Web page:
Difficult to diagnose, treating Chiari malformation

Jeremiah Humann

September is Chiari Malformation Awareness Month. Chiari malformation is an illness that affects about 1 to 2 percent of the population, according to Gerald Grant, MD, division chief of pediatric neurosurgery.

It’s a serious neurological disorder where the bottom part of the brain, known as the cerebellar tonsils, descends out of the skull and crowds the spinal cord. This puts pressure on both the brain and spine and disrupts the normal flow of cerebrospinal fluid (CSF).

“Chiari is usually detected through an MRI. However, some children with the condition may never develop symptoms, or [they may only] show symptoms in adolescence or adulthood,” Grant explained.

That was not the case for Jeremiah Humann. “During Jeremiah’s Well Baby check at nine months old, his nurse noticed he wasn’t growing as well as he should be. He wasn’t gaining weight or growing in height,” said Heather Humann, Jeremiah’s mother.

The Humanns were referred to endocrinologists to treat Jeremiah’s hypothyroidism. Jeremiah was taking medications, but his condition wasn’t improving. His symptoms were also becoming more severe.

Just before he turned three years old, Jeremiah had an MRI that led to him being diagnosed with Chiari malformation.

“I was in shock. I called my family, and I sat and cried with them,” Heather remembered. “I immediately began doing research so that I could look at options for my son,” she added.

Heather Humann is a pediatric occupational therapist and comes from a family of medical professionals. She had treated a patient with Chiari, so she knew that a Chiari diagnosis means a lifetime of monitoring, surveying and care.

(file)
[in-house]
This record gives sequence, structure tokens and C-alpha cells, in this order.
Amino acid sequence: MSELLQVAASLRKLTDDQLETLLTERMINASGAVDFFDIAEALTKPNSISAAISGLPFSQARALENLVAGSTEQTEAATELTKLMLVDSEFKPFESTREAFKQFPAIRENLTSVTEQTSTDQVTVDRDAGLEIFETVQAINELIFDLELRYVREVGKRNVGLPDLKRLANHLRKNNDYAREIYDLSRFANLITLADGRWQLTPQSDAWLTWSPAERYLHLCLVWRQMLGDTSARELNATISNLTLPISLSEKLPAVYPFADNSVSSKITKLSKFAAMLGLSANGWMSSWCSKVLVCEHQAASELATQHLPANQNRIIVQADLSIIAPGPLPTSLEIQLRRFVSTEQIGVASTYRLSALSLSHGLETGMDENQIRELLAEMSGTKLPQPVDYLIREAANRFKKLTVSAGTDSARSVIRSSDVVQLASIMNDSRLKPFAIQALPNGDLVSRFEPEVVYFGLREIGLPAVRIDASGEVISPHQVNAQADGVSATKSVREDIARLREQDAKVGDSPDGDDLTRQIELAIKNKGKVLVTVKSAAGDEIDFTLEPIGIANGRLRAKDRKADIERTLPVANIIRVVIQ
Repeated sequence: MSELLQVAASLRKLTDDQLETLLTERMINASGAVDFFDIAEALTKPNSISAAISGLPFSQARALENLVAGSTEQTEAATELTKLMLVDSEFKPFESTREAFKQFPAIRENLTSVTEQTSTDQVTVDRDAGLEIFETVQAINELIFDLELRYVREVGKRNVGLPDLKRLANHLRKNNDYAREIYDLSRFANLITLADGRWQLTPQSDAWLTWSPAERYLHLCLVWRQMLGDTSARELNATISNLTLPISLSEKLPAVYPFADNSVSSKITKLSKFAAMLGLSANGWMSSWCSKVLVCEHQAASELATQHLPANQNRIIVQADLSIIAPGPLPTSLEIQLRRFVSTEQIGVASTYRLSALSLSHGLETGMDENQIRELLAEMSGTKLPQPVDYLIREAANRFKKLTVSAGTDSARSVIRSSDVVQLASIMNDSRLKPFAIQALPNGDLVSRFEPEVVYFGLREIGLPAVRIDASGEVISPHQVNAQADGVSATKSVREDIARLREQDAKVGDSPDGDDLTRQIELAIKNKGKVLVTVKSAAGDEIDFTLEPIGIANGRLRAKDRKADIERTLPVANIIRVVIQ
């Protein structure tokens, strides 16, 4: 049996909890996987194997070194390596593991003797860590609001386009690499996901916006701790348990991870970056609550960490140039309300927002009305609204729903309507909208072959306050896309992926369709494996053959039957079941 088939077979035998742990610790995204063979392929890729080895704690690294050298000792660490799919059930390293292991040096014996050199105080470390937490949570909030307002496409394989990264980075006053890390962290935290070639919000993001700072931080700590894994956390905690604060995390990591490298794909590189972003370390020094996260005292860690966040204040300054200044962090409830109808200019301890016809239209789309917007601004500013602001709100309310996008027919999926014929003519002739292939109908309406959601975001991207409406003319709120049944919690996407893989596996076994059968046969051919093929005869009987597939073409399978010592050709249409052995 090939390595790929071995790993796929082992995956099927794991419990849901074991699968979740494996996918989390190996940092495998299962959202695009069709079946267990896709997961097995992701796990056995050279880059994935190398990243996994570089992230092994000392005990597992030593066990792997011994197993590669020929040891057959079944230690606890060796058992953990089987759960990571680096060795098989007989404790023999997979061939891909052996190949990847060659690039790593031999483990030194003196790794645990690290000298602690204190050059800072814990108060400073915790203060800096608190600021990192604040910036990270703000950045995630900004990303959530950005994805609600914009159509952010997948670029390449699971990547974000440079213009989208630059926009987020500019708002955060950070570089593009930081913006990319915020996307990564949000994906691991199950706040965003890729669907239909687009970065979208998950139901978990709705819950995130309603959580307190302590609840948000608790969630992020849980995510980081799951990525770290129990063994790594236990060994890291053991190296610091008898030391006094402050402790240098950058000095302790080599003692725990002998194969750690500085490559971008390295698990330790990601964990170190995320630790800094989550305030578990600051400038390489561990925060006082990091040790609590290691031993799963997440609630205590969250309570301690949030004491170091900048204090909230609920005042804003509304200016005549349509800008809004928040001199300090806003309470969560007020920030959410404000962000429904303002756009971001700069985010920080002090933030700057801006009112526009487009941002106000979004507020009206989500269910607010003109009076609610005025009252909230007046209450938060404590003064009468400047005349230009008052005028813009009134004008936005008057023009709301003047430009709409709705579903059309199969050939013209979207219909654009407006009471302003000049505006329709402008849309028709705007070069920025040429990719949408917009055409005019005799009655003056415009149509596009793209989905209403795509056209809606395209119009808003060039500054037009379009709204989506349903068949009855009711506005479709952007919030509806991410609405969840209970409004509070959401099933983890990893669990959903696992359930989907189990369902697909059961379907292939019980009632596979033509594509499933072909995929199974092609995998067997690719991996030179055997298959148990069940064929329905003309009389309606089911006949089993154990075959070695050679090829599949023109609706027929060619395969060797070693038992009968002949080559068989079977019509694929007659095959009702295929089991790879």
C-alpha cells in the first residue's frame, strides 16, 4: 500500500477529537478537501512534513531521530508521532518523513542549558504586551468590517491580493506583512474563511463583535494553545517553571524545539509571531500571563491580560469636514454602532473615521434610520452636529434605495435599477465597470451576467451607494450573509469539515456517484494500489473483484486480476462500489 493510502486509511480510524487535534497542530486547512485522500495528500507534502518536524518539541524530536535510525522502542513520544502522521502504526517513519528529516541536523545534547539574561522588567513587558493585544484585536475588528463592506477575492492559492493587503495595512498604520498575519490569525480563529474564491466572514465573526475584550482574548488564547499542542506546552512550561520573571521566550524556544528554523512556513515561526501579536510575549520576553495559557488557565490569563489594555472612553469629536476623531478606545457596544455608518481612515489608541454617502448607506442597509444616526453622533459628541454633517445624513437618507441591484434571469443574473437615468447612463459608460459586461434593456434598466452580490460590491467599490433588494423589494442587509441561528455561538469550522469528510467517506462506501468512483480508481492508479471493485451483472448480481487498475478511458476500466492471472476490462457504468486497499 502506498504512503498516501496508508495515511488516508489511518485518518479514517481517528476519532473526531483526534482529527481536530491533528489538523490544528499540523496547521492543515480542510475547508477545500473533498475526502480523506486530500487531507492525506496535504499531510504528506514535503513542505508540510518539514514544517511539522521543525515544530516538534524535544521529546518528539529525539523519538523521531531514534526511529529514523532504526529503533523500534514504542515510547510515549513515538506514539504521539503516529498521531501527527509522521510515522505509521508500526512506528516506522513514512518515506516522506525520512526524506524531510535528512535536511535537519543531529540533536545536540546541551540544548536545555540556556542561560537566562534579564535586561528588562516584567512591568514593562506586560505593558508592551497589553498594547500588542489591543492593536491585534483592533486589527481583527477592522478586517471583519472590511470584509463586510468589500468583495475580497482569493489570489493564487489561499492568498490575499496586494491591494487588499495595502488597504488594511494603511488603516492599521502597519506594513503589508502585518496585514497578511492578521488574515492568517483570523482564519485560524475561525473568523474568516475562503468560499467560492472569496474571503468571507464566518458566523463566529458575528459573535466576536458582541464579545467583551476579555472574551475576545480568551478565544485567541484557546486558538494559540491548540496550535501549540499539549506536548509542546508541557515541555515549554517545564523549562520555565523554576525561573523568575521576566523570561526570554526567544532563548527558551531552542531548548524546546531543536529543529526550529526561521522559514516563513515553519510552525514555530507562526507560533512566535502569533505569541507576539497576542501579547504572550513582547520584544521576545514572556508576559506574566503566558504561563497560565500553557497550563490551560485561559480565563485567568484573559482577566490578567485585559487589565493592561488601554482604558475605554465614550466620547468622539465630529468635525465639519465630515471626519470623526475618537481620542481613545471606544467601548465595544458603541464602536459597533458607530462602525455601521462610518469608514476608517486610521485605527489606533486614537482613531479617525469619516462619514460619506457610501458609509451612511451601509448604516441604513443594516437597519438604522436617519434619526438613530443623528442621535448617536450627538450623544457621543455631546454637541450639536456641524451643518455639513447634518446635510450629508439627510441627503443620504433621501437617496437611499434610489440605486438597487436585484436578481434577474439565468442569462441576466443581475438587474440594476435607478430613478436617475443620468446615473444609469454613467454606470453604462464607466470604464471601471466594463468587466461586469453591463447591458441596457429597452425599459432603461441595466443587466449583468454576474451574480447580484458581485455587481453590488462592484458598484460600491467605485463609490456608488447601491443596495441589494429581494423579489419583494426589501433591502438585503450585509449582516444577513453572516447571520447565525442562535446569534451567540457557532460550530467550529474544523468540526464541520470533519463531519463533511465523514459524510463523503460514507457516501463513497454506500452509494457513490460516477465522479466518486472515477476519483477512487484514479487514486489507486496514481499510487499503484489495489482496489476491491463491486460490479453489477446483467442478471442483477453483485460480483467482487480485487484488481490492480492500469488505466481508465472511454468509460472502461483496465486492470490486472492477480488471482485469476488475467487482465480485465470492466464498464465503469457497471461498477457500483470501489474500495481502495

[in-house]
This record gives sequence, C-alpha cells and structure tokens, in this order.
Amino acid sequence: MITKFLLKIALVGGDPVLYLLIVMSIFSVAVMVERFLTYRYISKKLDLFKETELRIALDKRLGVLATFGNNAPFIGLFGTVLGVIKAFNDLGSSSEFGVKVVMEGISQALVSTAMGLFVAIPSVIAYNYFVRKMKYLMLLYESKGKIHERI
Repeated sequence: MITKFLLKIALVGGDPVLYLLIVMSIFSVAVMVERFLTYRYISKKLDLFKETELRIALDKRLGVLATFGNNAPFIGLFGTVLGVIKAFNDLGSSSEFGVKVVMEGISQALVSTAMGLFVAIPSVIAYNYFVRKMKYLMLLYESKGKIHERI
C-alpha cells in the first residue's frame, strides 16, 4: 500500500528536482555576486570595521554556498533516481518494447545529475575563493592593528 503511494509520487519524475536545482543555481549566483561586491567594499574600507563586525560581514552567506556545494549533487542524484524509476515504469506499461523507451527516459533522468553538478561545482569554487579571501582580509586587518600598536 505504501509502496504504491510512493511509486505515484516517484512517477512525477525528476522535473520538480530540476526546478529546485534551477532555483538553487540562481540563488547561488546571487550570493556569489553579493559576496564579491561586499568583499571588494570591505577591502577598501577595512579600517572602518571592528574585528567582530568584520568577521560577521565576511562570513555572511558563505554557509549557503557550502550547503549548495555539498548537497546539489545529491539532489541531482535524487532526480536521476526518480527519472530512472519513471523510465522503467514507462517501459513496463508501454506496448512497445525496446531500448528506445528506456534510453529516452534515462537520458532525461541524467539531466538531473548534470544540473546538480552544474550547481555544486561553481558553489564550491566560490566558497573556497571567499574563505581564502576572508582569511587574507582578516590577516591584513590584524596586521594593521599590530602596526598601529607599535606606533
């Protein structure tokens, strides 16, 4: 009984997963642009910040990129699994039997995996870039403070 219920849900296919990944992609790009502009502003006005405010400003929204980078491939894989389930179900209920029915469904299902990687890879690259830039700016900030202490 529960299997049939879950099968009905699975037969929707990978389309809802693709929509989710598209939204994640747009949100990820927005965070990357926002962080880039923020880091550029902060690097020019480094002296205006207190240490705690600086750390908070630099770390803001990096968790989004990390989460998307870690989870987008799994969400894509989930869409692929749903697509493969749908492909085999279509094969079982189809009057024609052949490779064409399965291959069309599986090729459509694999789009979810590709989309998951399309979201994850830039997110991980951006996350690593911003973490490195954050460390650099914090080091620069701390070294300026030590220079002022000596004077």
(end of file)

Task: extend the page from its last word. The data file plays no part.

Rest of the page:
“At night, Jeremiah would cry because he was so exhausted and didn’t want to throw up anymore. He would pray for the pain to go away,” Heather recalled.

During her relentless pursuit of answers and help for her son, she found an online support group for families whose children have Chiari. It was there that another parent suggested that she get an appointment with Dr. Grant at Stanford.

“He just listened. He spent time getting to know us and Jeremiah, and I just knew that Dr. Grant was the surgeon who was going to perform brain surgery on my son,” Heather said.

Heather had recently given birth to her third son. Jeremiah had just turned three, and she knew it was a crucial time in his development. With a young baby to care for and Jeremiah’s symptoms worsening, she worked quickly to schedule Jeremiah’s surgery. Grant removed a small part of Jeremiah’s skull to relieve the pressure on his brain and give his brain more room.

Three days after Jeremiah’s brain surgery, the Humanns left Lucile Packard Children’s Hospital Stanford. This was a welcome surprise for Heather. “Jeremiah was determined to get back home so he could run and play and be a normal toddler,” she recalled.

“And that’s the goal. To get kids back to being kids,” Grant added. “In Jeremiah’s case, surgery was the best treatment to ease his symptoms.”

Grant takes an integrated approach to treating Chiari that requires the patient and family to complete extensive questionnaires. This is a method he learned from his colleague Elliot Krane, MD, chief of pain management at Packard Children’s.

“It’s so important to listen to the child and the family. We ask the parents to answer a series of questions about what life is like for their child, and if the patient is old enough to advocate for him or herself, we ask him what’s important to them,” explained Grant.

Now that Jeremiah is six, he is involved in his care plan and has built a relationship with Grant. During one of his follow-up appointments, Jeremiah asked if he could play football. Grant responded, “Pick another sport. How about soccer?”